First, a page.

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Gazing in the barn, the other side...

I recieved this email this morning and am sharing with permission:

Gazing On a dark and windy night in late October, I was sat in an ancient, candle lit barn, beside a gently snoozing wood burning stove, taking part in Maddy's Seid evening gathering.

This was my second experience of "gazing" and the results were intriguing and unnexpected.

Gazing is the practice of looking at another person with soft focused eyes and allowing your sight to relax and accept any images, sounds, colours, words that come to you without censoring. My partner was J, who at the time of the exercise I did not realise I had met at the Tarot workshop. It was dark in this place and I had not really talked to J other than to say "Hello", so what happened next was a surprise to me.

After a minute or so, J's face took on the appearance of a North American Medicine woman and the longer I gazed at her the more this countenance became real to me. I had to blink and return to normal sight on a couple of occaisions to make sure J was still there. The only thing they appeared to have in common was the long hair that seemed to come down the side of their faces. the Medicine woman had one slanted feather in her hair and stood in front of a pine forest. Over her left shoulder I could see a male moose with large antlers, it appeared in the distance but apart from looking in our direction it did nothing but quietly observe what was going on. This materialisation of all the things i noticed took a few minutes, the picture was building as I watched, and occasionally it disappeared but came back when I focussed softly on J's face.

The medicine woman bought me a little bag that contained herbs. I did not hear her speak; rather the name of these herbs gradually came into my awareness. I'm not a herbalist and apart from a few herbs such as dandilion and feverfew, I know nothing about their medical properties, so the herbs she mentioned were a mystery to me: why these, the first mentioned was Comfrey, the second Liverwort and the last Wormwood.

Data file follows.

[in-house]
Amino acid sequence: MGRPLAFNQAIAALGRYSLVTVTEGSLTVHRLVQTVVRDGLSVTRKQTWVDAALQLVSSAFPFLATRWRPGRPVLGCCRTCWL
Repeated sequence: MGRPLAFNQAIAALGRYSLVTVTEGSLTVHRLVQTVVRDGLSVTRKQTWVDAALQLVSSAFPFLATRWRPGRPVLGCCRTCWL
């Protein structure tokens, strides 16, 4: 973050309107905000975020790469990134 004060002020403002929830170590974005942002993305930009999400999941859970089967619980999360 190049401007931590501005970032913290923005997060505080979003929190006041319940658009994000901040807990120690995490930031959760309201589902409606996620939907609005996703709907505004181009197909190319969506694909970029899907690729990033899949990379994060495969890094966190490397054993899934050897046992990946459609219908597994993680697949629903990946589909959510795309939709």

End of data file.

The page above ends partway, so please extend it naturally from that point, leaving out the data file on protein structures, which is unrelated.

Eventually the gazing exercise came to an end and after thanking each other, we exchanged the information we had gthered. She was surprised to hear about the medicine woman, she told me then that she was learning about the medical qualities of herbs, but did not know what the three mentioned were good for. I eplained to J that my daughter had problems with her digestion, she also suffers from mild asthma and that the medicine woman indicated that the remedies were for her.

The next morning I looked on the internet to find out if those herbs were medicinal and if so what they were good for. It surprised me to find out that all three were used to aid digestion and Liverwort, as the name would suggest, was particularly good for liver function. In spite of its name, I have never thought of it as a medicinal herb, maybe it was an association with the name that came to my mind when recieving the bag of herbs from the medicine woman, but it is very relevant to my daughter who has a liver lesion that is currently being investigated.

Comfrey is an anti-flammatory, good for stomach problems and asthma. Liverwort similary is used to treat bronchial inflammation and gallblladder and liver problems. Wormwood is used to treat liver and gall bladder disease, as well as upset stomach and intestinal spasm.

The surprising thing is that I knew nothing of J's interest in herbs and certainly knew nothing of the herbs that came to me and yet it was all very relevant.

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